As you know, users of terrestrial GIS need no longer source, order and store spatial data. Instead, they access services online and ‘on demand’. Unfortunately, users of marine data have not been so well served.
Applying advances in GIS to the marine environment have been hampered by the fact that data was frequently hard to source, often encoded and difficult to access for non-navigational purposes. It was also collected and maintained in different formats by departments which failed to communicate with one another and were bound by issues relating to national security and navigational safety.
In recent years, however, initiatives driven by national and pan-national bodies have highlighted the need for marine date to be made more widely available and many leading hydrographic offices have responded positively, paving the way for the development of new WMS, WCS and WFS marine data feeds.
The disparate nature of traditional marine data collection and its division into different categories (oceanic, coastal approach, ports and harbours) means that integrating this data into a uniform spatial layer presents considerable challenges. Compiling a scaled WMS feed of UKHO raster charts, for example, requires the compilation and de-confliction of hundreds of individual files. The exact display order must be carefully determined to develop a useable and cohesive map background. Similar de-confliction is also needed with vector data derived from an electronic version of the raster chart. Only once these issues are fully resolved is it possible to deliver consistent marine mapping data in a meaningful format.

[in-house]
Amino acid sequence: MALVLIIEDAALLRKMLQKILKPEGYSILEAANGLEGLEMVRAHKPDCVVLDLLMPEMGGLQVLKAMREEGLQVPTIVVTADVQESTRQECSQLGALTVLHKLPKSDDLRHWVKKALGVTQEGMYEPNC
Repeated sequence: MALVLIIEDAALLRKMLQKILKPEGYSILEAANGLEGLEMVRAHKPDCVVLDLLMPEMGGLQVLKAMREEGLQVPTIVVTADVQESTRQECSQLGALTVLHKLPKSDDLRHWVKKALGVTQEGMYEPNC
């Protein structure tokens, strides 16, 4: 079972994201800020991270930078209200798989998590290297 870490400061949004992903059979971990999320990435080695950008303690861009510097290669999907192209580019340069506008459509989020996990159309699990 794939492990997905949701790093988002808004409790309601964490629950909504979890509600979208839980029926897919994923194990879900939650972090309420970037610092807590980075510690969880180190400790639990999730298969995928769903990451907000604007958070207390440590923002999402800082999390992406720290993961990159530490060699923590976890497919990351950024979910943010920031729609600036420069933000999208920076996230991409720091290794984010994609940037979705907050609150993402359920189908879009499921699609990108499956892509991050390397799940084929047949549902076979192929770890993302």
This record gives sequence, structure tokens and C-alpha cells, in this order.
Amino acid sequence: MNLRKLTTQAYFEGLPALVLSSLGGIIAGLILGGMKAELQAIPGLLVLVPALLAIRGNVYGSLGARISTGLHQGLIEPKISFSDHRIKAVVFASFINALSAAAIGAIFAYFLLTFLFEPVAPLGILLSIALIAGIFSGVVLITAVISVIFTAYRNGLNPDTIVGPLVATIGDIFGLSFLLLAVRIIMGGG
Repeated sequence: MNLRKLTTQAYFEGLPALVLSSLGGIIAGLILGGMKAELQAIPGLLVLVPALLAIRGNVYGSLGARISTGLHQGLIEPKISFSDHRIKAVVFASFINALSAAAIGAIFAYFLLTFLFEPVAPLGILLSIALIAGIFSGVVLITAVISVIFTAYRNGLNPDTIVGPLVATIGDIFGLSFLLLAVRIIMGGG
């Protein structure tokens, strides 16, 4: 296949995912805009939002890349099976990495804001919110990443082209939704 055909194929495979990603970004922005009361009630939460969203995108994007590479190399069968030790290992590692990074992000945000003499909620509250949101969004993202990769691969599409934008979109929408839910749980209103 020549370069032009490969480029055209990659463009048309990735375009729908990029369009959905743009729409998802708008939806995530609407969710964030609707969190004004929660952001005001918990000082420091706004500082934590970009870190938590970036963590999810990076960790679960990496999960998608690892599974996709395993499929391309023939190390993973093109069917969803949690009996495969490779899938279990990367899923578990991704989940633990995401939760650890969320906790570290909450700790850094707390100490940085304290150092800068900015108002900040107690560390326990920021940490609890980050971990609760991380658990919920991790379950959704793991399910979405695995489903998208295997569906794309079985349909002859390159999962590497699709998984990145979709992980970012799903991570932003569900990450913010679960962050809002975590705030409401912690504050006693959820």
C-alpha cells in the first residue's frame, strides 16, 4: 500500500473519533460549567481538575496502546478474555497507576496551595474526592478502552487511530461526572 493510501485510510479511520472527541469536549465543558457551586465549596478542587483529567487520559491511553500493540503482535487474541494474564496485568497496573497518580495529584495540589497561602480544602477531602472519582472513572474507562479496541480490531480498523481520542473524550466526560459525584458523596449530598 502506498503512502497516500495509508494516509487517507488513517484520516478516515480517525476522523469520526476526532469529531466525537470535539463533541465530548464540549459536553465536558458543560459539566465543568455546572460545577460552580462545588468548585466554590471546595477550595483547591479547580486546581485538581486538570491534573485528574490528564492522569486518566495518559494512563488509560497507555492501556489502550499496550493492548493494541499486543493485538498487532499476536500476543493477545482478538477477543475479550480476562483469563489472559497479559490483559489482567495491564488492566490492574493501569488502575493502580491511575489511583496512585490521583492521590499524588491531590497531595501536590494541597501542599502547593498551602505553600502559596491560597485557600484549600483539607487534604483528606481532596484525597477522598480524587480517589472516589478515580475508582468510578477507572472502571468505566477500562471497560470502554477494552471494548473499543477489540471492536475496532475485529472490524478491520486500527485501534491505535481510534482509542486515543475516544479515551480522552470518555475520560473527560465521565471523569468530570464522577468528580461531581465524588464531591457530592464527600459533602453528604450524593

In order to create ‘on demand’ services it’s also necessary to address bandwidth issues, optimise data for efficient delivery, ensure that the server infrastructure is efficiently and robustly configured, and to offer secure access.
Previously, many applications have compromised by offering a ‘halfway house’ between immediate data access, security and user operability. A true ‘on demand’ service offers immediacy, flexibility, efficiency and cost savings.
Happily, working in association with OceanWise (which has secured access to a variety of marine data sources for non-navigational uses) FIND can now offer:
As more data becomes available we look forward to developing new services to support the growing number of businesses operating within the marine sector. To find out more about FIND’s marine data and services go to our dedicated site MarineFIND.co.uk
The above blog was adapted from a longer article published in Nov/Dec 2012 Geoconnexion UK, by Jon Coleman, Marine & Environmental Business Manager at FIND and John Pepper, Marketing Director of OceanWise Ltd.